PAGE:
Anyone walking past 163 Chapel St will notice that scaffolding has gone up and repairs to the tower will begin shortly. I want to invite you to think about this work as a metaphor.
Scaffolding doesn’t actually support the tower; the tower supports the scaffolding. It wraps around it and enables people to access difficult areas and work on them – safely.
When discussing faith questions and progressive ideas about church and God, I often hear the phrase: we have to be careful we don’t pull down the scaffolding! That we don’t dismantle something that is supporting a person’s faith journey; holding it together so-to-speak.
I understand the concern but posing questions and encouraging other perspectives isn’t about attempting to dismantle or remove the scaffolding but rather urging people to use it. To climb it and from different vantage points, examine their faith more closely.
At his trial, the famous philosopher Socrates said,
“An unexamined life is not worth living”.
Similarly, I would suggest that an unexamined faith is not worth having.
It is not unlike what is happening to the tower. It is only when you use the scaffolding to take a closer look at the structure itself that you can see what needs to be replaced or repaired. Faith foundations, like towers, can suffer from years of neglect. Decades and layers of pigeon poop have not helped very much!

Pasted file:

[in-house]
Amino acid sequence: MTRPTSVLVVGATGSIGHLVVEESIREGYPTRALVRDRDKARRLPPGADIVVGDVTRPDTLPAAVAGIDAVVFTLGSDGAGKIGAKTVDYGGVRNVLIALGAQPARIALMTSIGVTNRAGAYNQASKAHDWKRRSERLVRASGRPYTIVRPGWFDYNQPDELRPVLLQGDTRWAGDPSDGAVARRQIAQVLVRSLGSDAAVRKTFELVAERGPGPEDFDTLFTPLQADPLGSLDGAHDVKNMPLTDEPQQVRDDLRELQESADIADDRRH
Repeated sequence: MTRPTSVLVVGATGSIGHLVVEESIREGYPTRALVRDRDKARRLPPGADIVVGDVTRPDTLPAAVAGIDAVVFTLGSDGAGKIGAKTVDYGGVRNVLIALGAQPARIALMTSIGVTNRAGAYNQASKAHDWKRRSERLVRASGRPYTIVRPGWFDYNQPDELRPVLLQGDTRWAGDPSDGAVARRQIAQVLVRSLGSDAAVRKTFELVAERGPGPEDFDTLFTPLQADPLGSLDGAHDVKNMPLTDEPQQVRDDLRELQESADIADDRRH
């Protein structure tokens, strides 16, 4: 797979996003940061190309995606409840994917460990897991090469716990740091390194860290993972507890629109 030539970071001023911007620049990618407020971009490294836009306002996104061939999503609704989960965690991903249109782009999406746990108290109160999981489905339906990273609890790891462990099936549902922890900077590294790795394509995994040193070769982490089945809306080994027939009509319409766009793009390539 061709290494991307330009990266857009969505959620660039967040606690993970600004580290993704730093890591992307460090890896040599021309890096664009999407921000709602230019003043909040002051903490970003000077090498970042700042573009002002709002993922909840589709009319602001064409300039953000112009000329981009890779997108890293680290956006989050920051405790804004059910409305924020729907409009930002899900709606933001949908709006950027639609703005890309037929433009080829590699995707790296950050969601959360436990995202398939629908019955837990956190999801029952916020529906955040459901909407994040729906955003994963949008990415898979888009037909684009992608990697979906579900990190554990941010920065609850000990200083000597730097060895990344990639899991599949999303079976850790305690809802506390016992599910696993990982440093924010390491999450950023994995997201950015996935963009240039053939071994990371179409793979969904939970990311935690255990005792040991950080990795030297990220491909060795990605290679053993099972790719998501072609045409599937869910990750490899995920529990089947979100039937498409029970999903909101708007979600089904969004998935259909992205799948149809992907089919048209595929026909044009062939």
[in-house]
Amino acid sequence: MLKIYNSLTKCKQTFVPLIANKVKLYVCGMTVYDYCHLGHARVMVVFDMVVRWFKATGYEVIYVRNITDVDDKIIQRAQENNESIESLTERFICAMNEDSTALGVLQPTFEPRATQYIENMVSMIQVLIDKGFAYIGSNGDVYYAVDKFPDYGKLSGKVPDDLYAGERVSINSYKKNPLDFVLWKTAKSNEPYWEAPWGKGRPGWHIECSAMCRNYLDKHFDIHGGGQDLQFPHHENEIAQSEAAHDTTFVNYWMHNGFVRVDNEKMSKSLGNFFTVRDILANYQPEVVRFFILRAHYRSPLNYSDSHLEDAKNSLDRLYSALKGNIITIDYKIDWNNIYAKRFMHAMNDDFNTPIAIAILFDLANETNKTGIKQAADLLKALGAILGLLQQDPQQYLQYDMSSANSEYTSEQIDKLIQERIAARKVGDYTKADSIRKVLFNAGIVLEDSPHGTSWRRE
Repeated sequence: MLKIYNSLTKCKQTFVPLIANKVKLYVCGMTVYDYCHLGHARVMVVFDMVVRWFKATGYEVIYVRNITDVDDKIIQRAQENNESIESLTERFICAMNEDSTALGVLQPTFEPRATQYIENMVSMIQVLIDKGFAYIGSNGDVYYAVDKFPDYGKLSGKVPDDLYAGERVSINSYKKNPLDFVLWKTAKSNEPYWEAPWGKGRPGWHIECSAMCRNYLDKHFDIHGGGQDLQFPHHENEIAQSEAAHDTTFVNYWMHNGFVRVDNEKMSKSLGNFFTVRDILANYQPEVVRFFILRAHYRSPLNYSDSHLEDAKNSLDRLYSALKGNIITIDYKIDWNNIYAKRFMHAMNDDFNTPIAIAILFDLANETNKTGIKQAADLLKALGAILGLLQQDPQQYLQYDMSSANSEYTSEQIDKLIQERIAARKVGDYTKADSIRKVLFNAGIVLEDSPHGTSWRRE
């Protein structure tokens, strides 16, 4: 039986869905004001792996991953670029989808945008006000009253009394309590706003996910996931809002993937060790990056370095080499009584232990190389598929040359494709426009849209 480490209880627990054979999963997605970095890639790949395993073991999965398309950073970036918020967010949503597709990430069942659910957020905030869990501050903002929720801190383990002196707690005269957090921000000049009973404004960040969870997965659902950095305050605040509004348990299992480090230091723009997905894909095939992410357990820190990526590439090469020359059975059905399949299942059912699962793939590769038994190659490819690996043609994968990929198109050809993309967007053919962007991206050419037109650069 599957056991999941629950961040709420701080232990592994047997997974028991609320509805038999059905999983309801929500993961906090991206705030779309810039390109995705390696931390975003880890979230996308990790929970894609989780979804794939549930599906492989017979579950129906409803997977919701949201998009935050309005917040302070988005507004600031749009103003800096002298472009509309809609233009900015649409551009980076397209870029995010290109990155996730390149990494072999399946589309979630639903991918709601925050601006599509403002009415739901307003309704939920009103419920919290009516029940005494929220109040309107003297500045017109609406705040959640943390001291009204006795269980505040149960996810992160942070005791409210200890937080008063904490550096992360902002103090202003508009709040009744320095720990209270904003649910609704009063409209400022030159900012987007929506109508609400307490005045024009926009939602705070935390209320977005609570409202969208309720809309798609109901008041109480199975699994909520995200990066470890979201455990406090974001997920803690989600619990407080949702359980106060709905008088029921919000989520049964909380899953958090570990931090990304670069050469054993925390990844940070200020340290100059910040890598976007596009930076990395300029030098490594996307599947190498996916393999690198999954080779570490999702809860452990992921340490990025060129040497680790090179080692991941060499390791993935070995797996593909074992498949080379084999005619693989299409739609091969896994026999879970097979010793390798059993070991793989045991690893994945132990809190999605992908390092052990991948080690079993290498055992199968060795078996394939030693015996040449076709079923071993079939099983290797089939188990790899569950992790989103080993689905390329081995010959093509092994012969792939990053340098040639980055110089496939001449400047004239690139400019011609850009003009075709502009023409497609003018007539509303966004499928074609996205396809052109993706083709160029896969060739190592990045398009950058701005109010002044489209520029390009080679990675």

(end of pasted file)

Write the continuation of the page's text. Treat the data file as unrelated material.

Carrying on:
We have for quite some time now been aware that the tower needed attention, but other concerns took priority, and now, as a matter of public safety, it has to be completely renovated by lifting it up and replacing its base structure.
Similarly, we can put off close examination of the things upon which our faith has been established and developed, only to discover that the base structure is in need of major repairs. We discover that the faith we had as children or teenagers no longer connects with the realities of the world in which we find ourselves. Nor does it reflect 21st C understanding of history, science, psychology, sociology etc etc
Progressive Christianity isn’t about pulling down the scaffolding but using it to have a closer look at the faith we have inherited and determine whether it is helpful, relevant or life-sustaining. It can be.